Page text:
a 4" Rotary Table
Suitable for the Taig Mill
Time to work on the base for a while.
The base is made from two pieces. One is a piece of 3/8" thick 4"
x 4" CRS. The second
piece, shown here is sawn from 4" hot rolled .25" wall square
tubing. The piece starts out
1.25" long so there will be enough material to square both ends, which
is what is being done
in the photo above. The part is held square with a couple of
clamping blocks, and shims
are used to get two of the vertical walls square with the spindle, then
the side facing up is
milled flat. Then the part is turned over, clamped square again,
and milled to final dimension.
Here's a cut being taken on the second side of the base. This is
a .050" depth of cut,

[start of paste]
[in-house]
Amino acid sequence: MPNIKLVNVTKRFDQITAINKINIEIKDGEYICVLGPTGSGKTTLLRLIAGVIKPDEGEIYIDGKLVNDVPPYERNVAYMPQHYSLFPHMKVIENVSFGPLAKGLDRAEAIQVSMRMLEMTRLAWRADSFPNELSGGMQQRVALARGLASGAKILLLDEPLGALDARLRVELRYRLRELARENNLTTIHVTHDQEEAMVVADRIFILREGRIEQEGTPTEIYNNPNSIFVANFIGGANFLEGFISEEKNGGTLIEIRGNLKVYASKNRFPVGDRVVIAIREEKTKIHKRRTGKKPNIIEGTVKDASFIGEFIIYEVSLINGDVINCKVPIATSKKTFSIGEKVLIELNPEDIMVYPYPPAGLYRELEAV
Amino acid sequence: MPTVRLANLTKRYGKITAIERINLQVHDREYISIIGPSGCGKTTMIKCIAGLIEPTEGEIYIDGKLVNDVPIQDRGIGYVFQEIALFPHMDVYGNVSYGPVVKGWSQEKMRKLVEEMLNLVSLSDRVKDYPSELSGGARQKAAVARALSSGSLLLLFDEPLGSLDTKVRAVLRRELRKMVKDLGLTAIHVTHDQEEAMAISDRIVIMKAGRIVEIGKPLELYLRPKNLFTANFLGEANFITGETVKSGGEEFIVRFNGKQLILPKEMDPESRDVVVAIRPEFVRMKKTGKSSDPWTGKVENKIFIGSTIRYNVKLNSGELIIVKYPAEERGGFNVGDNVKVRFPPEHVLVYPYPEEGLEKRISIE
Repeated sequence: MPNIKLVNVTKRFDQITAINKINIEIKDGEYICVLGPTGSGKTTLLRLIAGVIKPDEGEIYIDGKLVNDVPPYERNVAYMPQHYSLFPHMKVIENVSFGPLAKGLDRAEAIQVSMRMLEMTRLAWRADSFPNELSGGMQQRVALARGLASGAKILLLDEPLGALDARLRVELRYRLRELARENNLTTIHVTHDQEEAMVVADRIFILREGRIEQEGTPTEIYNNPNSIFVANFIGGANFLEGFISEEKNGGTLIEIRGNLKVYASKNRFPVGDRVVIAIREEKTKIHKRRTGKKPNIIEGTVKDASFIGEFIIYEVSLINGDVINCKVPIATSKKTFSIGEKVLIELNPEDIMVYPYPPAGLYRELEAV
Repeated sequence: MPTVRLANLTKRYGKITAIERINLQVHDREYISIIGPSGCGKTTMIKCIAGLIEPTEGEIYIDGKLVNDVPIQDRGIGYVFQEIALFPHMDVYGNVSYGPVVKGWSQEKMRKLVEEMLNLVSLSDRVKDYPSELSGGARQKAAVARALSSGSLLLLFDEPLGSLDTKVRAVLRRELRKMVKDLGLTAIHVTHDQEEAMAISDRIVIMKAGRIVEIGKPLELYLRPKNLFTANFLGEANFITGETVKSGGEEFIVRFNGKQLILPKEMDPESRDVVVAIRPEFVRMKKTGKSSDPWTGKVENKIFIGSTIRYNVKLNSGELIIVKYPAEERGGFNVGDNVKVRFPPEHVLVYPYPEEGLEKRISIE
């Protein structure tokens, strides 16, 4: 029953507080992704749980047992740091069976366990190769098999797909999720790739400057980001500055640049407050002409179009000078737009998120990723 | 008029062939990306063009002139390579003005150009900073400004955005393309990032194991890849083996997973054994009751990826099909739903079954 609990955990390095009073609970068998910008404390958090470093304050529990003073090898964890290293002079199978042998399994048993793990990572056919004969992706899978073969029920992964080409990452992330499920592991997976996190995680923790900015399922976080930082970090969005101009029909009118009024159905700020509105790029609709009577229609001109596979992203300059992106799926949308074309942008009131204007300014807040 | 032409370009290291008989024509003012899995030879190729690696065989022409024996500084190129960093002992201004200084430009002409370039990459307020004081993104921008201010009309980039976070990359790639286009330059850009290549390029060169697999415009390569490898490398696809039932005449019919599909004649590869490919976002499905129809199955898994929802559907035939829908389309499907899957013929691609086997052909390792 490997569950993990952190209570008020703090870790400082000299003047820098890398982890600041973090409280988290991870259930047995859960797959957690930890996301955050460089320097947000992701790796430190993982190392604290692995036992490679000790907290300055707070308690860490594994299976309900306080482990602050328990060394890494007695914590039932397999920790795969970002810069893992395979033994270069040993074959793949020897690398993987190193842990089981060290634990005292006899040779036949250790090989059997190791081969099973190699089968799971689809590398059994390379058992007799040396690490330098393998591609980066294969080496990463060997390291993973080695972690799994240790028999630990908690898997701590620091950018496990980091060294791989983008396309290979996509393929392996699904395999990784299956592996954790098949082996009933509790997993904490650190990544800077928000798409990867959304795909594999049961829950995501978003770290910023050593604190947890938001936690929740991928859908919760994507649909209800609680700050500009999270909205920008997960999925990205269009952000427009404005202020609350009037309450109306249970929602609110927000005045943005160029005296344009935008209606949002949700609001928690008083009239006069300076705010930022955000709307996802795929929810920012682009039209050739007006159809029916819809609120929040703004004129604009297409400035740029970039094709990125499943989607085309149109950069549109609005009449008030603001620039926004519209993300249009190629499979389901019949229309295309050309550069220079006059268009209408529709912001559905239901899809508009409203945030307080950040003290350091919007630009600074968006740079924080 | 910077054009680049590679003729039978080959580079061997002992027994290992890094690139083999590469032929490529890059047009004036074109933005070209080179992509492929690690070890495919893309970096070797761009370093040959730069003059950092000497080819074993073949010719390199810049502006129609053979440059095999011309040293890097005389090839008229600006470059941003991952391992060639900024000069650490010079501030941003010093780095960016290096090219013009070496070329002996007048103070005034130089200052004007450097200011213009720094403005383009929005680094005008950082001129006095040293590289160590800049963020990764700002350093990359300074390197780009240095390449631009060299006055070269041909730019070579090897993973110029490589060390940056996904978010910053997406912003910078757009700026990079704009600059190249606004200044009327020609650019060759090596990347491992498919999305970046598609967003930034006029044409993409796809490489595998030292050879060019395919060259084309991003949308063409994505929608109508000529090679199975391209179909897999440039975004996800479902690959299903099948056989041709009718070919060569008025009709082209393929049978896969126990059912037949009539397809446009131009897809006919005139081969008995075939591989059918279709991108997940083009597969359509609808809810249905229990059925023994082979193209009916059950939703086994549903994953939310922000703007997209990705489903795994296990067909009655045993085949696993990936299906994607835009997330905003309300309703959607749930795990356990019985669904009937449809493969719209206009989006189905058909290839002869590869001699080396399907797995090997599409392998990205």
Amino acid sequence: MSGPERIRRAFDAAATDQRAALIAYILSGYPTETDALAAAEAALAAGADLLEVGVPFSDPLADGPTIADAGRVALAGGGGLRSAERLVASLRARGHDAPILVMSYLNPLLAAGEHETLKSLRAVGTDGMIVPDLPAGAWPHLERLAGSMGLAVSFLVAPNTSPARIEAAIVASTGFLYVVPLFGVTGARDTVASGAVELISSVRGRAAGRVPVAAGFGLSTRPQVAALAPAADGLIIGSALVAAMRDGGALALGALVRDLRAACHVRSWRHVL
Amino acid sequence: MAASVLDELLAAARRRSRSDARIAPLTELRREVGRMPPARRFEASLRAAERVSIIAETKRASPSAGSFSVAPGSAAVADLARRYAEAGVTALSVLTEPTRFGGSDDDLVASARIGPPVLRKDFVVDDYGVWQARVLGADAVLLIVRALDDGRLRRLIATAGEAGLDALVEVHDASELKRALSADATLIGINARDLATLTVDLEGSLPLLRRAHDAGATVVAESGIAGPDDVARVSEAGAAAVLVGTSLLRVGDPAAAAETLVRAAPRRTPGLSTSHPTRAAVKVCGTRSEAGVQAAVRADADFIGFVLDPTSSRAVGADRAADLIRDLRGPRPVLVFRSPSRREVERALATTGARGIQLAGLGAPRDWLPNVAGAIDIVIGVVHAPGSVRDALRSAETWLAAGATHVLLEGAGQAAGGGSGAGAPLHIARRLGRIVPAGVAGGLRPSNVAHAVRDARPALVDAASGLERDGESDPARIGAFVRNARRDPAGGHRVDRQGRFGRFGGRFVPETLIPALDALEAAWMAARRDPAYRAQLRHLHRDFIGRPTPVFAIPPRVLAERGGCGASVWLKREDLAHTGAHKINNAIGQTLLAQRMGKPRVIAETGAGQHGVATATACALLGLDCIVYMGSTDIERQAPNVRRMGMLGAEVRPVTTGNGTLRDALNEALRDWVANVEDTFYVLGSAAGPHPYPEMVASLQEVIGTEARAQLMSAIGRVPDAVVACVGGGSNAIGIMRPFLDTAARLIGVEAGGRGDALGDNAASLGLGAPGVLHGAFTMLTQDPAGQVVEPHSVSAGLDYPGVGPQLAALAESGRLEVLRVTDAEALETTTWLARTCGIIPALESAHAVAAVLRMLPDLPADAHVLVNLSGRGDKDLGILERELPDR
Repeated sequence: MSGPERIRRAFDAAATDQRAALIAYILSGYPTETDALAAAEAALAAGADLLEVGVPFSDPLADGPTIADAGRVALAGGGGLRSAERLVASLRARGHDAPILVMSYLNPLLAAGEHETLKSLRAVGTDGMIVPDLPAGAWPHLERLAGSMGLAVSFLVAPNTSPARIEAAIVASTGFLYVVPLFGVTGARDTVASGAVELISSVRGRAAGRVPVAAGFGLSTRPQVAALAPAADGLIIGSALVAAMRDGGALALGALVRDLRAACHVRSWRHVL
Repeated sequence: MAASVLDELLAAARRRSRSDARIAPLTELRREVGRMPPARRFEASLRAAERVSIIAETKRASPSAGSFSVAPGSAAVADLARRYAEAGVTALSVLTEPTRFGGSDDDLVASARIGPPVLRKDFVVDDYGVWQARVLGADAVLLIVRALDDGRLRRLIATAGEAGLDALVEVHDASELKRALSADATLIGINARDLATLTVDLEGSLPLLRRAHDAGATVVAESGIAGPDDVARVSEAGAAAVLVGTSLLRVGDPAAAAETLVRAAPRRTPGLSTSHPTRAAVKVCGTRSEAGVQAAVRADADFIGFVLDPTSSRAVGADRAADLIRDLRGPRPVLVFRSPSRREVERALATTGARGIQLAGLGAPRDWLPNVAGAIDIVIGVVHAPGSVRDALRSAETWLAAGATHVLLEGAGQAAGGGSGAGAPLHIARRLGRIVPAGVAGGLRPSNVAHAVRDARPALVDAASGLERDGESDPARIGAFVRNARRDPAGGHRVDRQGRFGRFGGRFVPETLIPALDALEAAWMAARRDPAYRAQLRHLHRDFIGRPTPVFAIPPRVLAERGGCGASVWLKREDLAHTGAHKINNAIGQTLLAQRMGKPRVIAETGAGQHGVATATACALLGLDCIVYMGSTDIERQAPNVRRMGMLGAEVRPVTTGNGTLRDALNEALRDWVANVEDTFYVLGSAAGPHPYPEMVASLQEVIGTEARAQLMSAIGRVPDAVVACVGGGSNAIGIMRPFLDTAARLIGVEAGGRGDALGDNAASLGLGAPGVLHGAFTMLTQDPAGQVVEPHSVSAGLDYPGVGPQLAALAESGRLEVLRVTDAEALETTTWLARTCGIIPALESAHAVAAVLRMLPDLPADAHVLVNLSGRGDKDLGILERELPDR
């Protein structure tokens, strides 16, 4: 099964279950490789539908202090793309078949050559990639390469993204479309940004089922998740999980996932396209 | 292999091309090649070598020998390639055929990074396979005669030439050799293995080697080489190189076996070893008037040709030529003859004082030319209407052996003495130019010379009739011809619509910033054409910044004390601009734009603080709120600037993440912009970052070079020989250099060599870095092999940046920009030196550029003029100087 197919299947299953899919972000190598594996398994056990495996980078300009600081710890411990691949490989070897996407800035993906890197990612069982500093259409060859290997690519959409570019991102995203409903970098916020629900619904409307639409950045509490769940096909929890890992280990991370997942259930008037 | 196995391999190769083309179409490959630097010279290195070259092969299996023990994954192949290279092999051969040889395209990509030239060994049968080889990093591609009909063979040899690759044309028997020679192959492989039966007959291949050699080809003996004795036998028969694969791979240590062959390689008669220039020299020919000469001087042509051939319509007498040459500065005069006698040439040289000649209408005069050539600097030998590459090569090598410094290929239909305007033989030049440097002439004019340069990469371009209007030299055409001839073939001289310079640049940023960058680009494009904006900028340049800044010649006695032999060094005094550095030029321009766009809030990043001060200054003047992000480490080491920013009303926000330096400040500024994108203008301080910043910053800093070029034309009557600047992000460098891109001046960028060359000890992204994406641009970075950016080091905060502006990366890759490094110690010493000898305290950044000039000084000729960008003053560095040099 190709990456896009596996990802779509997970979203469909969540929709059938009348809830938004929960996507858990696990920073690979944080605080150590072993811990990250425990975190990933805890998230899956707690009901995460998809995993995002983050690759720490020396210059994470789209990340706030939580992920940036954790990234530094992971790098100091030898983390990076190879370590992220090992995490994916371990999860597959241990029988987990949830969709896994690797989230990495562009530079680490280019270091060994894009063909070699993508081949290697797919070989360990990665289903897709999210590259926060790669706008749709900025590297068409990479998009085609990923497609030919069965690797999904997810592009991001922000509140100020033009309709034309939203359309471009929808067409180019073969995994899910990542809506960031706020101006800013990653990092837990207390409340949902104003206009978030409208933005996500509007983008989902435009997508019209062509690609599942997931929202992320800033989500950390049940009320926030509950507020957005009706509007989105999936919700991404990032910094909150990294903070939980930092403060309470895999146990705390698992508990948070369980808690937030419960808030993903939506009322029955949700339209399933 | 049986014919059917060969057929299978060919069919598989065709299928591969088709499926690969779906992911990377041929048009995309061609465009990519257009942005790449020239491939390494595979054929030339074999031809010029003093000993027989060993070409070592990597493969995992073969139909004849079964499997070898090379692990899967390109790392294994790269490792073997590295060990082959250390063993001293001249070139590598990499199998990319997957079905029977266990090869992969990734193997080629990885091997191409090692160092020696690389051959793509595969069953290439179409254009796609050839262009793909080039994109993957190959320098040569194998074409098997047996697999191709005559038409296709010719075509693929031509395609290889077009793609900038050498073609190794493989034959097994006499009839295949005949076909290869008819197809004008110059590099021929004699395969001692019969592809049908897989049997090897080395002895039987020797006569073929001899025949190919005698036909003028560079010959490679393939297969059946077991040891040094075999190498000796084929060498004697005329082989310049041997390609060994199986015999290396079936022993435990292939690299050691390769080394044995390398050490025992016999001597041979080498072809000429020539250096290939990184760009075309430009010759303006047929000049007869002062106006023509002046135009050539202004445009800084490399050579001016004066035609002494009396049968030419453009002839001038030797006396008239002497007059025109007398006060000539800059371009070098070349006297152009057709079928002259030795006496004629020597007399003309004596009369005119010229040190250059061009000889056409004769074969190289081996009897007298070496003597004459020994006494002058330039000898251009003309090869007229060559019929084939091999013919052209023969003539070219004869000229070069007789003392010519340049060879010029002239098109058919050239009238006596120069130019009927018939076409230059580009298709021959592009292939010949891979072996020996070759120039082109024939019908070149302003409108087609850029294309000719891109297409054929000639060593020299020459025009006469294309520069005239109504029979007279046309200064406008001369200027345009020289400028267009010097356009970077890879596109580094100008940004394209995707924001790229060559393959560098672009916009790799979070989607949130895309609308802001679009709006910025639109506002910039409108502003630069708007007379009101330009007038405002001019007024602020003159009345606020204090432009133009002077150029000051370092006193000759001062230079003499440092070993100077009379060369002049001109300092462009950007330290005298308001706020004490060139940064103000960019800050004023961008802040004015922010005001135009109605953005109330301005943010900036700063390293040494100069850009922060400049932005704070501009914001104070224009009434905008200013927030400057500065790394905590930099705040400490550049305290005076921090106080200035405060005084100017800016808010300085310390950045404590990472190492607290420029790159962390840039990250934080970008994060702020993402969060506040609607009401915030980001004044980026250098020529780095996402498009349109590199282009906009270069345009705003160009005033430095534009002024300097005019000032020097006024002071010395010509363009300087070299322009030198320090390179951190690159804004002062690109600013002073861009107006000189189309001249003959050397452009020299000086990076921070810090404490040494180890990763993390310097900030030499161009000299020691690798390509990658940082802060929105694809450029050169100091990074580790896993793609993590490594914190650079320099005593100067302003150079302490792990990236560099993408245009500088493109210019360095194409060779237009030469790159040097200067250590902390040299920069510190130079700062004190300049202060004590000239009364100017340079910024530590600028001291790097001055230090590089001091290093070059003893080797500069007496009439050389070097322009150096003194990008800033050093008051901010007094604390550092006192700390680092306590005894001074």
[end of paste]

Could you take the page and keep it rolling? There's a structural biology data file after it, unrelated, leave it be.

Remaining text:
.15" wide, getting the part down to size. A carbide end mill is
being used, (Atrax brand).
The final pass is .002" for a nice smooth finish.
Once the bottom part of the base is milled to size, it's time to go the
top plate. This top
plate is 3/8" CRS 4" wide flat stock, cut to a length of 4" (plus just
a bit, just to make sure
it isn't less than 4" long). The little bit of over length, which
is only about 1/32", will be
cleaned up as one of the finishing steps.
The two pieces, (the flat stock, here, and the large square tube) are
held tightly together,
and lines are scribed on the flat stock where its' corners protrude
past the round corners
of the square tube. Then the corners are ground down, leaving a
little for finishing later.
Three sides of the flat stock should match up with the square tube,
with the fourth side
overhanging a little. Now would be a good time to put a couple of
witness marks on the
top plate and base piece, to keep them in the same orientation from now
on. Then, on
the three sides of the top plate that match up to the base piece, a
hole pattern is laid
out, .150" from each edge, and 1" from each corner, and the holes are